Ugandan minister denounces European Union criticism of mega oil project
Uganda’s energy minister on Tuesday criticized the European Parliament for seeking to delay a massive and controversial oil project in East Africa over human rights abuses and environmental concerns.
France’s TotalEnergies and China National Offshore Oil Corporation signed a $10 billion deal earlier this year to develop Uganda’s oilfields and ship crude through a 1,445-kilometre (900-mile) pipeline to the Tanzanian port of Tanga in the Indian Ocean.
The project, which includes drilling at Murchison Falls, Uganda’s largest national park, has faced strong opposition from activists and environmental groups who say it threatens the fragile ecosystem of the region and the livelihoods of tens of thousands of people.
The European Parliament resolution adopted last month expressed concern over “human rights abuses” in Uganda and Tanzania linked to investment in fossil fuel projects.
These included “unjustified imprisonment of human rights defenders, arbitrary suspension of NGOs, arbitrary prison sentences and the eviction of hundreds of people from their land without fair and adequate compensation”.
He also urged TotalEnergies to take a year before the launch of the project to study the feasibility of an alternative route “to better safeguard the protected and sensitive ecosystems and water resources of Uganda and Tanzania”.
On Tuesday, Uganda’s Energy Minister Ruth Nankabirwa said the EU resolution had taken Kampala “by surprise”.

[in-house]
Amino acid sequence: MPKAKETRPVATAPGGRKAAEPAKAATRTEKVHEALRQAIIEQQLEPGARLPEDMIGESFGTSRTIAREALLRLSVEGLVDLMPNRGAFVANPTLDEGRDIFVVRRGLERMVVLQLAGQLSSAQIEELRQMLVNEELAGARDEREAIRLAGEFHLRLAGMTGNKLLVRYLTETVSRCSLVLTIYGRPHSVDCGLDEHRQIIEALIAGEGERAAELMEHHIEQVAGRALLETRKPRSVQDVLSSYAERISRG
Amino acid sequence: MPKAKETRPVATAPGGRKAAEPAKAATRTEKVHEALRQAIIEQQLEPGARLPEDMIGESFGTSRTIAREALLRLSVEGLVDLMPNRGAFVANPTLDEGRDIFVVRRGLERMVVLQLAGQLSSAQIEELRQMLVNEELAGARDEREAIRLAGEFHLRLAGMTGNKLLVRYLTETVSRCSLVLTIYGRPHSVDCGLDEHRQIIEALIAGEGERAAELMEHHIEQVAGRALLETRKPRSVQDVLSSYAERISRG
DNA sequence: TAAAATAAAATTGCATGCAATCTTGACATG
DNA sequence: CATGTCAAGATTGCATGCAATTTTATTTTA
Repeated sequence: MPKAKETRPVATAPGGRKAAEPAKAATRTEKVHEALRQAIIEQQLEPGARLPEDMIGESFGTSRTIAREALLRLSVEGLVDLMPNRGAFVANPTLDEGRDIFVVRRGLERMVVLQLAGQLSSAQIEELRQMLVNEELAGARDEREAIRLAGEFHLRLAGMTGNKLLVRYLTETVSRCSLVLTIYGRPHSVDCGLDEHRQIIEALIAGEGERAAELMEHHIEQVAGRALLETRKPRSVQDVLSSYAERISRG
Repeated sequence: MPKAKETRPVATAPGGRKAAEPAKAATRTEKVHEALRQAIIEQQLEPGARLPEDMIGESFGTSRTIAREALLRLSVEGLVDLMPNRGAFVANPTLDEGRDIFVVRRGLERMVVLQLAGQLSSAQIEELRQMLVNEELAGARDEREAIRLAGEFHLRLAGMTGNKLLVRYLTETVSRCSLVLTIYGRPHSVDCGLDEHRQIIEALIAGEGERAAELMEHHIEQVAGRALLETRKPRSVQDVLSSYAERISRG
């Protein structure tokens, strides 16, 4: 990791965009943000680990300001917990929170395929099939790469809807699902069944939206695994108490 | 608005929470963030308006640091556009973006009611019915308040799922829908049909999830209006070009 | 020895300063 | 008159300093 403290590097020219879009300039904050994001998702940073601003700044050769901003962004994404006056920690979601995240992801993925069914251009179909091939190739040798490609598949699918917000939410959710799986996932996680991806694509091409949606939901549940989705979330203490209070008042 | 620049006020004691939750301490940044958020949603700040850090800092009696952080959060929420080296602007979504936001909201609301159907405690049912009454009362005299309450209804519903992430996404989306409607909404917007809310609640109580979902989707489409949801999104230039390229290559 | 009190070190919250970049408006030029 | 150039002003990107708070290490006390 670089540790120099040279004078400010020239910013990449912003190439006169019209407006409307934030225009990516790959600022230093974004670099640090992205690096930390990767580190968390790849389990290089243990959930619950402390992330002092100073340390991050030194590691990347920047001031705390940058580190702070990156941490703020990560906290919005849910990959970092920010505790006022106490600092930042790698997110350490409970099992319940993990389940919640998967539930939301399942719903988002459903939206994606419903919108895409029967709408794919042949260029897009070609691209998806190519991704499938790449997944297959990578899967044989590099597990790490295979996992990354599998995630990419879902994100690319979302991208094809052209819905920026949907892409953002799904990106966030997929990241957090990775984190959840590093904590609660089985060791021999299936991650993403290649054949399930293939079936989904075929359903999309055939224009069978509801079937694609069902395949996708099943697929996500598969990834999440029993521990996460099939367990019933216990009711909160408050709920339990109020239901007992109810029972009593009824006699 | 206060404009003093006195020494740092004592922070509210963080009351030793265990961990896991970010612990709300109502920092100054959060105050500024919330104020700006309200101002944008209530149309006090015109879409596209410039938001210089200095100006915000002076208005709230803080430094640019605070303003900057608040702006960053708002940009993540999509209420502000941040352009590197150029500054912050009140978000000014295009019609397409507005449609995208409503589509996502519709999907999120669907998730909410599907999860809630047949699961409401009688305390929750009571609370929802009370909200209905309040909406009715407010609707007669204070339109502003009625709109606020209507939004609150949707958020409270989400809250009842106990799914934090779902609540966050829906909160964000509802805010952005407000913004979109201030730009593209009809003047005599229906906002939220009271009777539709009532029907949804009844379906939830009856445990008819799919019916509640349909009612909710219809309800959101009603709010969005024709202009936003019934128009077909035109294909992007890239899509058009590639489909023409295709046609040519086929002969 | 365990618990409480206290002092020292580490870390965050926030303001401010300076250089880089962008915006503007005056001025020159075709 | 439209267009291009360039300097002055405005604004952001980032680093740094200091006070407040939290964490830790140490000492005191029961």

“The European Parliament, at that time, was considering intervening in the development of the crude oil pipeline,” she told AFP on the sidelines of the Africa Green Energy Summit. in Cape Town.
“Africa has been green but people are cutting down trees because they are poor,” she said.
“We are all partners in the fight against climate change. If we don’t see ourselves as partners, we are not going to win this war.”
Africa’s carbon footprint is the lowest of any continent, accounting for around 3% of global CO2 emissions.
Ugandan President Yoweri Museveni pledged to pursue the project regardless of the EU resolution, warning that the government would seek other partners in case TotalEnergies chooses to “listen to the European Parliament”.
The project aims to extract the massive crude reserves beneath Lake Albert, a 160 kilometer long natural border between Uganda and the Democratic Republic of Congo, and ship the oil through what would become the world’s longest heated pipeline.
Museveni has in the past hailed the project as a major economic boost for the landlocked country, where many live in poverty.